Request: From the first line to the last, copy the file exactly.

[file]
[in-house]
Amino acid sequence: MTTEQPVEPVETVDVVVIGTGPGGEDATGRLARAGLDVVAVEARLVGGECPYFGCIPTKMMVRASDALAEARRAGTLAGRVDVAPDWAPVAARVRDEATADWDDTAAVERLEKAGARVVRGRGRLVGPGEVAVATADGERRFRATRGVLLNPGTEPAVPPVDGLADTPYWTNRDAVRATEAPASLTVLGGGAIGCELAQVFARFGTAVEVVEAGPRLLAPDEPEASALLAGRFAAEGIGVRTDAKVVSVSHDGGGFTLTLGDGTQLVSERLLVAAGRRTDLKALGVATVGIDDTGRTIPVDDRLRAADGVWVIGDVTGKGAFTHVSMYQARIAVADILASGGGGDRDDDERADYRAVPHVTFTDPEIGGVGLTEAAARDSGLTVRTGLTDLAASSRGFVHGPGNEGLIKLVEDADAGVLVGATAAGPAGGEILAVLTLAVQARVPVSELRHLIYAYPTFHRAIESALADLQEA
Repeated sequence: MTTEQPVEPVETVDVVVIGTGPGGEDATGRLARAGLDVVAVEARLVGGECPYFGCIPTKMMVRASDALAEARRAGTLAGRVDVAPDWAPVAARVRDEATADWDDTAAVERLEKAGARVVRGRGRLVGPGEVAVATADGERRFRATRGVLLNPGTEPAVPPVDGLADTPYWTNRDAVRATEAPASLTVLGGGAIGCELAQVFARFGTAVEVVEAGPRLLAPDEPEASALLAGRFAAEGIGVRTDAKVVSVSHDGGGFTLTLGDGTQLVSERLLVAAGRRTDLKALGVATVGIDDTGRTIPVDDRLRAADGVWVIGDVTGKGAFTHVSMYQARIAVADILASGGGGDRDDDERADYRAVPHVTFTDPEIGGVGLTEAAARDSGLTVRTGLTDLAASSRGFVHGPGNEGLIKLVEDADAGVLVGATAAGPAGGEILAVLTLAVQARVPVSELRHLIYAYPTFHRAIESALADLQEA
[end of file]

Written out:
[in-house]
Amino acid sequence: MTTEQPVEPVETVDVVVIGTGPGGEDATGRLARAGLDVVAVEARLVGGECPYFGCIPTKMMVRASDALAEARRAGTLAGRVDVAPDWAPVAARVRDEATADWDDTAAVERLEKAGARVVRGRGRLVGPGEVAVATADGERRFRATRGVLLNPGTEPAVPPVDGLADTPYWTNRDAVRATEAPASLTVLGGGAIGCELAQVFARFGTAVEVVEAGPRLLAPDEPEASALLAGRFAAEGIGVRTDAKVVSVSHDGGGFTLTLGDGTQLVSERLLVAAGRRTDLKALGVATVGIDDTGRTIPVDDRLRAADGVWVIGDVTGKGAFTHVSMYQARIAVADILASGGGGDRDDDERADYRAVPHVTFTDPEIGGVGLTEAAARDSGLTVRTGLTDLAASSRGFVHGPGNEGLIKLVEDADAGVLVGATAAGPAGGEILAVLTLAVQARVPVSELRHLIYAYPTFHRAIESALADLQEA
Repeated sequence: MTTEQPVEPVETVDVVVIGTGPGGEDATGRLARAGLDVVAVEARLVGGECPYFGCIPTKMMVRASDALAEARRAGTLAGRVDVAPDWAPVAARVRDEATADWDDTAAVERLEKAGARVVRGRGRLVGPGEVAVATADGERRFRATRGVLLNPGTEPAVPPVDGLADTPYWTNRDAVRATEAPASLTVLGGGAIGCELAQVFARFGTAVEVVEAGPRLLAPDEPEASALLAGRFAAEGIGVRTDAKVVSVSHDGGGFTLTLGDGTQLVSERLLVAAGRRTDLKALGVATVGIDDTGRTIPVDDRLRAADGVWVIGDVTGKGAFTHVSMYQARIAVADILASGGGGDRDDDERADYRAVPHVTFTDPEIGGVGLTEAAARDSGLTVRTGLTDLAASSRGFVHGPGNEGLIKLVEDADAGVLVGATAAGPAGGEILAVLTLAVQARVPVSELRHLIYAYPTFHRAIESALADLQEA